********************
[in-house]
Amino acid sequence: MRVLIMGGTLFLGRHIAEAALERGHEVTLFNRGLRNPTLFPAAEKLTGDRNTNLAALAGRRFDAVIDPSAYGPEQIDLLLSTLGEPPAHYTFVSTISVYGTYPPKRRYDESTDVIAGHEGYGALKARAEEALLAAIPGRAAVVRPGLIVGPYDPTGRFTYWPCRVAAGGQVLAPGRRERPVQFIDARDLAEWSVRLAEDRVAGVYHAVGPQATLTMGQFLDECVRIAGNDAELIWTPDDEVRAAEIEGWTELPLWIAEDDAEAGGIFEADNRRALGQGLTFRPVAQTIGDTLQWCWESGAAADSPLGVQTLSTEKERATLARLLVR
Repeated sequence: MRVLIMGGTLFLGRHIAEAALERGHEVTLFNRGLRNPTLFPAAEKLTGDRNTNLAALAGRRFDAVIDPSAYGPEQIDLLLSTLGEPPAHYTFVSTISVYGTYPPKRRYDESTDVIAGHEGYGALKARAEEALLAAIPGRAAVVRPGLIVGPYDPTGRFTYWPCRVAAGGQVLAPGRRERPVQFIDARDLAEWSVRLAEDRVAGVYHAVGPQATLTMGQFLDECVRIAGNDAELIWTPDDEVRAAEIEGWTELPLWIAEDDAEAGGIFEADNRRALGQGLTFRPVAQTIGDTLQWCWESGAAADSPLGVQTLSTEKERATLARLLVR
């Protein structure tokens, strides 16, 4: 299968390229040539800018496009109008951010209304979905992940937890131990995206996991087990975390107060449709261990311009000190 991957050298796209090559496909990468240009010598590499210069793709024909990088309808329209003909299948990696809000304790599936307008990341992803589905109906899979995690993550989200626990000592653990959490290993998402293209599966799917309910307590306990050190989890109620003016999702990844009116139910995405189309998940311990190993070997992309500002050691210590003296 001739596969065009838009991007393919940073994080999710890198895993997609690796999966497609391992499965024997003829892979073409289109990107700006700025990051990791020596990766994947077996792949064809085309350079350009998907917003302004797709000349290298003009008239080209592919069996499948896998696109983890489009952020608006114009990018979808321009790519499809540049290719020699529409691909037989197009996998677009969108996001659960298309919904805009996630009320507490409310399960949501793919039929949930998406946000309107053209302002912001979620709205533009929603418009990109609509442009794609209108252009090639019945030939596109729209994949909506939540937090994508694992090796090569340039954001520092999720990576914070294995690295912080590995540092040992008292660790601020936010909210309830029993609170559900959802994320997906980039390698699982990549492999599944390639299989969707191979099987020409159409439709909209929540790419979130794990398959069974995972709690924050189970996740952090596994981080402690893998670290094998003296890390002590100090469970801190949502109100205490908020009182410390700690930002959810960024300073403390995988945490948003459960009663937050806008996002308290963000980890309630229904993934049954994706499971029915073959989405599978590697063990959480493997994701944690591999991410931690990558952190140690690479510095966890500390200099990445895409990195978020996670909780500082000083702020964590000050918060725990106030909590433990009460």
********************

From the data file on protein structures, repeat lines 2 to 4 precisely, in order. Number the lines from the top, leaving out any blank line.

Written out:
Amino acid sequence: MRVLIMGGTLFLGRHIAEAALERGHEVTLFNRGLRNPTLFPAAEKLTGDRNTNLAALAGRRFDAVIDPSAYGPEQIDLLLSTLGEPPAHYTFVSTISVYGTYPPKRRYDESTDVIAGHEGYGALKARAEEALLAAIPGRAAVVRPGLIVGPYDPTGRFTYWPCRVAAGGQVLAPGRRERPVQFIDARDLAEWSVRLAEDRVAGVYHAVGPQATLTMGQFLDECVRIAGNDAELIWTPDDEVRAAEIEGWTELPLWIAEDDAEAGGIFEADNRRALGQGLTFRPVAQTIGDTLQWCWESGAAADSPLGVQTLSTEKERATLARLLVR
Repeated sequence: MRVLIMGGTLFLGRHIAEAALERGHEVTLFNRGLRNPTLFPAAEKLTGDRNTNLAALAGRRFDAVIDPSAYGPEQIDLLLSTLGEPPAHYTFVSTISVYGTYPPKRRYDESTDVIAGHEGYGALKARAEEALLAAIPGRAAVVRPGLIVGPYDPTGRFTYWPCRVAAGGQVLAPGRRERPVQFIDARDLAEWSVRLAEDRVAGVYHAVGPQATLTMGQFLDECVRIAGNDAELIWTPDDEVRAAEIEGWTELPLWIAEDDAEAGGIFEADNRRALGQGLTFRPVAQTIGDTLQWCWESGAAADSPLGVQTLSTEKERATLARLLVR
């Protein structure tokens, strides 16, 4: 299968390229040539800018496009109008951010209304979905992940937890131990995206996991087990975390107060449709261990311009000190 991957050298796209090559496909990468240009010598590499210069793709024909990088309808329209003909299948990696809000304790599936307008990341992803589905109906899979995690993550989200626990000592653990959490290993998402293209599966799917309910307590306990050190989890109620003016999702990844009116139910995405189309998940311990190993070997992309500002050691210590003296 001739596969065009838009991007393919940073994080999710890198895993997609690796999966497609391992499965024997003829892979073409289109990107700006700025990051990791020596990766994947077996792949064809085309350079350009998907917003302004797709000349290298003009008239080209592919069996499948896998696109983890489009952020608006114009990018979808321009790519499809540049290719020699529409691909037989197009996998677009969108996001659960298309919904805009996630009320507490409310399960949501793919039929949930998406946000309107053209302002912001979620709205533009929603418009990109609509442009794609209108252009090639019945030939596109729209994949909506939540937090994508694992090796090569340039954001520092999720990576914070294995690295912080590995540092040992008292660790601020936010909210309830029993609170559900959802994320997906980039390698699982990549492999599944390639299989969707191979099987020409159409439709909209929540790419979130794990398959069974995972709690924050189970996740952090596994981080402690893998670290094998003296890390002590100090469970801190949502109100205490908020009182410390700690930002959810960024300073403390995988945490948003459960009663937050806008996002308290963000980890309630229904993934049954994706499971029915073959989405599978590697063990959480493997994701944690591999991410931690990558952190140690690479510095966890500390200099990445895409990195978020996670909780500082000083702020964590000050918060725990106030909590433990009460």